That money went toward his prized possession—the reject jeep. The jeep came with a snap-on canvas roof full of rips and tears. The seat belts were a joke; they wouldn’t have protected anybody from anything. The car’s gas gauge didn’t work, and how many times did I have to help push that piece of garbage back to Maureen’s? The jeep would die for good out on Marlingale Avenue half a year later. I stood at the side of the road as he destroyed the vehicle with a crowbar. First went the headlights and taillights, followed by the windshield. Glass cascaded over the asphalt. The canvas roof fell away where he slashed it free. Then he dented the hood, the doors, the fenders, and wailed on the bumper until it crashed to the ground. Last went all three rear view mirrors. Seven years, I said each time.

 

        Undertakers must go on vacation come October, because the weeds grew as high as the wild blades in the cemetery. Knotted vines climbed out of the soil to strangle the headstones. Maintaining his lead, Chauncey trudged uphill, keening now,

Darkest light/Unholy night/ Tangled frights/And no flight of sleep/Exhumed in the deep,

        as the automatic sprinkler system came to life, arcing jets over the graves he crossed.
Warren Chlebek said, Here comes the client.
Shut up, I said.
Remy Slesinger bent his knees, jabbing a finger into Warren’s small chest. You’re a real bastard, Chlebek, he said. You know that? Raising two middle fingers, Warren yelled, I was just kidding, you ogre! Then he dropped his hands and turned. Jesus, Anthony, he said, why are you crying? With his damp lashes batting and his blurred vision still focused on Chauncey’s advancing face, a spasm shuddered through Anthony’s plump body then caught in his throat, so he gagged before spitting out the words, I’m just so sorry.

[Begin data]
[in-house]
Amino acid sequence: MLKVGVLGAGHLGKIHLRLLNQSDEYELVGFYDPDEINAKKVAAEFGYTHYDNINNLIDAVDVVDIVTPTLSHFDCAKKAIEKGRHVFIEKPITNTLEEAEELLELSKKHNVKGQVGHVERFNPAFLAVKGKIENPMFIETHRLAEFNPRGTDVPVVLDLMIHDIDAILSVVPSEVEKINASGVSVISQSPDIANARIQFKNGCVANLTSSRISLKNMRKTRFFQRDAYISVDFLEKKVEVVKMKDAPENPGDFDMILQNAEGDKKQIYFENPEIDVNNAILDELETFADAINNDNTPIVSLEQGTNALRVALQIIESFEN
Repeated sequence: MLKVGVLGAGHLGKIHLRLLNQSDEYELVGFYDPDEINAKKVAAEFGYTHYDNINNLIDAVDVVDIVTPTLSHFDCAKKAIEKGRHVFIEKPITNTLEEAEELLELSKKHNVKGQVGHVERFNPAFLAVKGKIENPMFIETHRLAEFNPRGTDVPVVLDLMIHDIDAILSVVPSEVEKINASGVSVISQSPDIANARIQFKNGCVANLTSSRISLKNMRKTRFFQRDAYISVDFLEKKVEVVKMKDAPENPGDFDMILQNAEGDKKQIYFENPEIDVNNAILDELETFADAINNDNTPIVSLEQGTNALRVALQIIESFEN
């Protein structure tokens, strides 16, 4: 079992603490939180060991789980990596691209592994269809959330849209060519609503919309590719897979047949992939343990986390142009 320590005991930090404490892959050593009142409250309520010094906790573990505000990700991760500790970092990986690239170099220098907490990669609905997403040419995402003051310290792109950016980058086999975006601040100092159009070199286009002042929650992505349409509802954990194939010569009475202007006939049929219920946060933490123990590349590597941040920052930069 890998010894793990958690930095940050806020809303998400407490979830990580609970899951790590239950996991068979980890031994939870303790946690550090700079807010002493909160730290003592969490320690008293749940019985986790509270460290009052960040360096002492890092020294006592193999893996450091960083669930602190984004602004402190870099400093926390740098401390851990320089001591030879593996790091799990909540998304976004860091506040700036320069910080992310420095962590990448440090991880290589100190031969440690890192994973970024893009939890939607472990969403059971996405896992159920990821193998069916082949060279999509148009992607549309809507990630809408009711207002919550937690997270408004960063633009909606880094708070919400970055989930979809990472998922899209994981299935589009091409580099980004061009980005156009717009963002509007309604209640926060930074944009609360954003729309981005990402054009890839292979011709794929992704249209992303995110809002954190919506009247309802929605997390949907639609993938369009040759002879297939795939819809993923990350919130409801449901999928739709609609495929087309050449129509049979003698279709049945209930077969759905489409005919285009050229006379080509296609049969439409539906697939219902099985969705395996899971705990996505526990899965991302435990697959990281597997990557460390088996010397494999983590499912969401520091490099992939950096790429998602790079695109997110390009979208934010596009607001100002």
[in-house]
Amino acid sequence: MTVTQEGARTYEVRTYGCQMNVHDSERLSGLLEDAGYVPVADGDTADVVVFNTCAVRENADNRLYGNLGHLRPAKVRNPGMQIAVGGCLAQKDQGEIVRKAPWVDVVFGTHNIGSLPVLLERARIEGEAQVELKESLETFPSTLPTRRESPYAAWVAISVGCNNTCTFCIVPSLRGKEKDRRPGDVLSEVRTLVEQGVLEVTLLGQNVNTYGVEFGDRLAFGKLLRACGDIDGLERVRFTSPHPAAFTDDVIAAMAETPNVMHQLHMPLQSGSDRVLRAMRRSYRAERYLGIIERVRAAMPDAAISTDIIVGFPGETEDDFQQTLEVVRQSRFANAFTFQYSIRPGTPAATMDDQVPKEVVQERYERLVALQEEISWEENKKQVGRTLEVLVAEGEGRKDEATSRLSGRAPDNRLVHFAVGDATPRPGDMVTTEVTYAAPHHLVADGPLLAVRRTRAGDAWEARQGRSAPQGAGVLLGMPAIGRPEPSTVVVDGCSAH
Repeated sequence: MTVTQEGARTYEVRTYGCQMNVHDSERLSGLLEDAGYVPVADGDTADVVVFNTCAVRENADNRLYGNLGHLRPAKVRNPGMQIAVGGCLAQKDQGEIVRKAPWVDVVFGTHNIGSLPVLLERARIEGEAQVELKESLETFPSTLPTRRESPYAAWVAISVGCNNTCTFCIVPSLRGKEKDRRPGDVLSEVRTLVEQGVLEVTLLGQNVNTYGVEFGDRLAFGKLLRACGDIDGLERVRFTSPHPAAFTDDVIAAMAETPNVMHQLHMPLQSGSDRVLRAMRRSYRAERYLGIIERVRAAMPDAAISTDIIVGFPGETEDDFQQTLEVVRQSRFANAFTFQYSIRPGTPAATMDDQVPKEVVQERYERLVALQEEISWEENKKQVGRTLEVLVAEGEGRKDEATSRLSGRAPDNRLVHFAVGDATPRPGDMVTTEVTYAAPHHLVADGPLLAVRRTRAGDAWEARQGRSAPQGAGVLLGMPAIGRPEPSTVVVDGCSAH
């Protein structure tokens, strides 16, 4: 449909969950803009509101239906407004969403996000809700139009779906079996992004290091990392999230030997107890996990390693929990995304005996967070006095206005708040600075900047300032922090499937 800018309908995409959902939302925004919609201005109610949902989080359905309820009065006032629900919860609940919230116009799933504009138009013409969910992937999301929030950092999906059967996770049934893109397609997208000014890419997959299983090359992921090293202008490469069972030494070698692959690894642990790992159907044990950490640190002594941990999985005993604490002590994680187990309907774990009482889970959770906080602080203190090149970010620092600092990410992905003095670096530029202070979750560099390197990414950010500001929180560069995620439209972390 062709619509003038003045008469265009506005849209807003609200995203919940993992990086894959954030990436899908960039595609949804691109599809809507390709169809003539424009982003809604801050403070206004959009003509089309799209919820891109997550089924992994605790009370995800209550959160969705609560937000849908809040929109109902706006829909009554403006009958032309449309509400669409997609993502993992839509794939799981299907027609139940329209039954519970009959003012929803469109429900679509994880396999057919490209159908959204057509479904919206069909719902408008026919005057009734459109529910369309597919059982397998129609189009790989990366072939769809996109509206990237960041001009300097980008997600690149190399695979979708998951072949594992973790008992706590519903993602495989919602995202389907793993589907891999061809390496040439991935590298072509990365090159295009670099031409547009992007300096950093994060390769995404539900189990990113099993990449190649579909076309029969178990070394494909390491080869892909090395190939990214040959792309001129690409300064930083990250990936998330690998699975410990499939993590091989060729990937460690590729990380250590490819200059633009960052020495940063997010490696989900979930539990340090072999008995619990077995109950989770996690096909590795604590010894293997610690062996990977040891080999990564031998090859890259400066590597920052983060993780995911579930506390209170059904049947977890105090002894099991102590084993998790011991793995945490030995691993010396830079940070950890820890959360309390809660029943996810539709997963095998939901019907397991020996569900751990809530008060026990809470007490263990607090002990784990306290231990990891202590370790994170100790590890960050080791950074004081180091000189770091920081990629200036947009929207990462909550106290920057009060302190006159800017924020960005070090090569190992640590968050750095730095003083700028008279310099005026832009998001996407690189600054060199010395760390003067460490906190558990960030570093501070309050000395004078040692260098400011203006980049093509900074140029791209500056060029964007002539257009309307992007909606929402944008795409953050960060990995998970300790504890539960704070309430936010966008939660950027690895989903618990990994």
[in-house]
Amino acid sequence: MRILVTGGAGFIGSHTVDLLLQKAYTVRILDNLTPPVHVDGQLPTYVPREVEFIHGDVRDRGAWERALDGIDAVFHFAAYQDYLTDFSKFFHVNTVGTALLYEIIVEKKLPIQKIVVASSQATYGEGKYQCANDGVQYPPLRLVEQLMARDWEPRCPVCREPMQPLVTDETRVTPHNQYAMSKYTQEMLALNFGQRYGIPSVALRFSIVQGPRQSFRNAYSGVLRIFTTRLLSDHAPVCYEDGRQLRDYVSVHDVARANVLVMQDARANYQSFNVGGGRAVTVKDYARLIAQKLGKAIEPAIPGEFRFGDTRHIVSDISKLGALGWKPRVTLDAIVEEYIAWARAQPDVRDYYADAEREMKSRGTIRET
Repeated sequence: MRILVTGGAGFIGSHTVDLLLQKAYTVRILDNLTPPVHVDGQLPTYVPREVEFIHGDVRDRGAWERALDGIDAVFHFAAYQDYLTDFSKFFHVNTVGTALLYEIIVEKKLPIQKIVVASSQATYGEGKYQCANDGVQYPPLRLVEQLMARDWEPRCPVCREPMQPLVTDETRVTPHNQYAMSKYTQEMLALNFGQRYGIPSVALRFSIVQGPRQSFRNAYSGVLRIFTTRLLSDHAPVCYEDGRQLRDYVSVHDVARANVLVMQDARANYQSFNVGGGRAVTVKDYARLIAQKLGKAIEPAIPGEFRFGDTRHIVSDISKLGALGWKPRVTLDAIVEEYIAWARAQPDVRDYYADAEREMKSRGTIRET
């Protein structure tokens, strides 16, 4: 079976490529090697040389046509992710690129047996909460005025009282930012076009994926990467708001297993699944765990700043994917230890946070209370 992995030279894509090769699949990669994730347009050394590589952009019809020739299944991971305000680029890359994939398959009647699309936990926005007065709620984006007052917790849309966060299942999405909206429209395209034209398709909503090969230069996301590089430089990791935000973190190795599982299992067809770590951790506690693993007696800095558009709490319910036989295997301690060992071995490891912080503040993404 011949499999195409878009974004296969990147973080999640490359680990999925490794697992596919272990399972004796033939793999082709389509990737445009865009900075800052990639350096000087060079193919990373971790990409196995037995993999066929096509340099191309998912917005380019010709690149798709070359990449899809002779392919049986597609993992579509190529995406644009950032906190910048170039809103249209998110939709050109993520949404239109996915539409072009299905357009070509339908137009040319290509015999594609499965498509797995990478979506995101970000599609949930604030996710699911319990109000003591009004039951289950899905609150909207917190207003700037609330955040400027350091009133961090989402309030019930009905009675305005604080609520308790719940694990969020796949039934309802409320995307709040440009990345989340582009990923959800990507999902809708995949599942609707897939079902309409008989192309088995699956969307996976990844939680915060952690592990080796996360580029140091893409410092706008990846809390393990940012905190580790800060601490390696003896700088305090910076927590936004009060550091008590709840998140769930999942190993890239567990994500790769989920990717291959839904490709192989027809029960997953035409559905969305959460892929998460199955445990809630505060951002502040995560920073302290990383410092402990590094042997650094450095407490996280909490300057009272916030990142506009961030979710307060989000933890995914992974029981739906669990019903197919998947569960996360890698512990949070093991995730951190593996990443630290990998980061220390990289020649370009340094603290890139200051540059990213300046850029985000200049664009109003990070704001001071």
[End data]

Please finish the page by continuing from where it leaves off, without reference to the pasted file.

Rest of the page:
It had already happened by the time I knew it was over. Biking the long way home from the graveyard no-handed, I kept to the backstreets lined in piles of dead leaves, tearing into one heap after another, feet in the air, leaving a mess in my wake. Somewhere a fireplace blazed; its chimney smoke curled into my nostrils, releasing the after-burn image of Chauncey as he had climbed the final slant of the cemetery’s hill, his lips in a jagged smile that made me look away. I took a left onto Main Street to glide through the only traffic light, past the already-closed pizza place, the Five and Dime, the Italian deli, the bakery, the magic shop, the single screen movie theater I’d been fired from for refusing to cut my hair. His singing hushed when I turned my back on him, and it wasn’t until riding off on the dirt path into the woods, never looking back, that I heard the voices calling after me, his loudest of all. The spokes of my bike tires rattled over the train tracks, where the No Name Bar’s window held the shadows of arms wrestling under wreaths of smoke. In my fogged head, I fast-forwarded myself home, where I would enter through the kitchen and climb the stairs to my room. Behind me I would close the door that always screeched from its unoiled hinge. This sound would jerk my father awake downstairs in front of the television, where he would reach for the remote control, pressing buttons. My mother, an insomniac, propped up in bed with a scotch in one hand and a book in the other, would hear the noise and spill her drink over the sheets, then pick up the empty glass, holding it to an ear. The wind was all I could hear now and the only thing left to feel as it flailed my hair into a whirlwind of strands whipping my chin and cheekbones. I pedalled the home stretch to my driveway and ascended to the side of the house, dumping the bike on top of the coiled garden hose.
For Chauncey Malone it would always be trouble: sent to the madhouse again, his voice unanswered again, the police again, locked up again, a life full of train-smashed pennies again, again, again, again, again. A year later we already thought of him as the one who got away, because his next escape would be to New York City, where the state of New Jersey could no longer touch him. We would not know then (how could we? But we would, we would) that he would fall in with criminals, drug addicts, mad and half-mad men, that Chauncey would die early this morning on his twenty-first birthday in a rat-trap apartment among people who were not his friends. Even in solitaire there are double-dealings—cards we’d sooner hide or bury, but we’re forced to look, and here’s the most crooked hand of all: it should have been him who aimed that revolver on Jessica Rosenthal, but it wasn’t. It was me.
Originally published in No Tokens Issue No. 5. View full issue & more.
EVAN REHILL’S work has been published in American Short Fiction, Open City, Little Star, and Lumina. He is a founding curator of Picasso Machinery.